This section also includes links to and a listing of the main reviews that the book has received in the press, journals and magazines, as well as comments received from readers.
North Devon Journal (4 October 2007)
The original article on the North Devon Journal website is no longer available. The text of the article is reproduced here.
Western Morning News (13 October 2007)
The original article on the Western Morning News web site is no longer available. The text of the article is reproduced here.
North Devon Journal (29 November 2007)
the original article on the North Devon Journal web site is no longer available. The text of the article is reproduced here.
Birding World (2007) 20(11): 484
"Until this book was published, anyone interested in the birds of Lundy had to refer to the authoritative The Birds of Lundy by J.N. Dymond, which gave accounts for 274 species. However, this was published some 27 years ago and, since then, there have been many changes: a host of additional rarity records (including two firsts for Britain and the Western Palearctic), and some dramatic changes amongst the commoner birds, including Lapwings ceasing to be a breeding bird, and Puffin numbers having declined, while Manx Shearwaters have been confirmed breeding for the first time in living memory..." Richard Campey Read full review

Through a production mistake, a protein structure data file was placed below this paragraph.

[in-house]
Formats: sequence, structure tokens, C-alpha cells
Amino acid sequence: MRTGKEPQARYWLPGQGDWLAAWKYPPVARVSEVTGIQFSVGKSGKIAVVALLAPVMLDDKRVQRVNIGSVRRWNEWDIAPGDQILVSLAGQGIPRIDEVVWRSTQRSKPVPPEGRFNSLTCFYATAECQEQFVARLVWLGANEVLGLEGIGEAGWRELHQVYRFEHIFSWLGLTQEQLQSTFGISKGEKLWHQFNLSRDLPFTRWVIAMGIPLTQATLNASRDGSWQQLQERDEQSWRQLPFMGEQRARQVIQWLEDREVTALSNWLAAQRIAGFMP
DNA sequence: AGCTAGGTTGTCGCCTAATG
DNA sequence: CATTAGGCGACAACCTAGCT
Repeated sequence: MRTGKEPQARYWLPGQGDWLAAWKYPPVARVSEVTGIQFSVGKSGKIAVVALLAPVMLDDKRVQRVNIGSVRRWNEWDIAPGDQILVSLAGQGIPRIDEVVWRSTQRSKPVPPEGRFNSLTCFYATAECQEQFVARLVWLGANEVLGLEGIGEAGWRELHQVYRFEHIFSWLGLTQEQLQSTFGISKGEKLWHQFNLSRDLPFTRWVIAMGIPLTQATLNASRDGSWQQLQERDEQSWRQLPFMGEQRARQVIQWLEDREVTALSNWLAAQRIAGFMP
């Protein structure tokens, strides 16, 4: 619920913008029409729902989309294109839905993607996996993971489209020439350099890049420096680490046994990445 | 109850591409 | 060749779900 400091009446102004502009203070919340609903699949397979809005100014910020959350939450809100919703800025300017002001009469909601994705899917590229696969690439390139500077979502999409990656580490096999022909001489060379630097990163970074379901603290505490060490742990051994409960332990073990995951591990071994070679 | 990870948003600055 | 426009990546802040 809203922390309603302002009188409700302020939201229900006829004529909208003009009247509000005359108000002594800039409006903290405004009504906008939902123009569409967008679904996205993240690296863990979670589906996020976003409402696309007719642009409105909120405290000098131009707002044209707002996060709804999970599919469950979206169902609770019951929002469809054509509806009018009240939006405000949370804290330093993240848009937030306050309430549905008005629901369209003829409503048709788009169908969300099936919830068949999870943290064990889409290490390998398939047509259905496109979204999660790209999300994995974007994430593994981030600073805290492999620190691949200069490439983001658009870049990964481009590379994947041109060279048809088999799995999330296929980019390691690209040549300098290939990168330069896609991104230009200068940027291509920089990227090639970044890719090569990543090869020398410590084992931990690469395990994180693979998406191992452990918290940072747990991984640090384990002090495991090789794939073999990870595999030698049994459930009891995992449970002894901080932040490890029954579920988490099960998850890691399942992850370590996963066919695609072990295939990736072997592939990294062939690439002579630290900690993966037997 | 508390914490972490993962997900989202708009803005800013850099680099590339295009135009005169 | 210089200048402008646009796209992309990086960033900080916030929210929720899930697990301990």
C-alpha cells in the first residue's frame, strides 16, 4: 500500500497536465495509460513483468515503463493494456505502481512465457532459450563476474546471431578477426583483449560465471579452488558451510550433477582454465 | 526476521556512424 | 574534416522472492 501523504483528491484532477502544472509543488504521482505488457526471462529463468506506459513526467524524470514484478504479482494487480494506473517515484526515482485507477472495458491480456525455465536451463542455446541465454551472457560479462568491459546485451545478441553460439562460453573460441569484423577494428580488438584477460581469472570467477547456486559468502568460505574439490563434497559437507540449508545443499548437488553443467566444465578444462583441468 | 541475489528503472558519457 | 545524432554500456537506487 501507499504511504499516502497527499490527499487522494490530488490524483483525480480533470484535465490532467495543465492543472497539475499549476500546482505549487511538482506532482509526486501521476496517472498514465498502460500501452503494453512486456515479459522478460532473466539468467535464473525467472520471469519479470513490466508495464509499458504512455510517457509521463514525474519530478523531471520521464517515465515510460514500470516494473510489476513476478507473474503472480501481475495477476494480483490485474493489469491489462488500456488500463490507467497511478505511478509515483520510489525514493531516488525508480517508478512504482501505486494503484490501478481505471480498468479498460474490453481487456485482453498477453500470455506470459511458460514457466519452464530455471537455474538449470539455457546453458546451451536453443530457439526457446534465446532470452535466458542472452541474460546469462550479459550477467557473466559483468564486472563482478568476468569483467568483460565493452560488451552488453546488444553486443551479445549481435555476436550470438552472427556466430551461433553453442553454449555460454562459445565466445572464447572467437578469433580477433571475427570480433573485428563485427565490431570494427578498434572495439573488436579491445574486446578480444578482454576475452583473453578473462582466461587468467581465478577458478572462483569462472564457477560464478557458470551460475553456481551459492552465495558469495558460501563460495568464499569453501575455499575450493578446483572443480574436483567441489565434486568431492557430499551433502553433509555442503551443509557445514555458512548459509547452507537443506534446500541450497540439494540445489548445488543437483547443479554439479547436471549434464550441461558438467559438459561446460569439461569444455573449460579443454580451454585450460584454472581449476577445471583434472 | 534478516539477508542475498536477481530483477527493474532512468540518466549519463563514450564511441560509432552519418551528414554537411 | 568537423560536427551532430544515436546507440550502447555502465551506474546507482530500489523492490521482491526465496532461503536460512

BTO News 273 (November-December 2007)
"Lundy was well and truly put on the map with the first British and Western Palaearctic occurrence of an Ancient Murrelet. The authors have done their homework, with all nine 'firsts' being very well documented. The first part of the book covers the history of Lundy and the role it has played in British bird conservation. The systematic list forms the heart of the book. The text is brought to life by the excellent illustrations. This book is a must for anyone with an interest in the birds of Lundy or an interest in Britain's ornithological history." Paul Stancliffe
Ibis (2008) 150: 211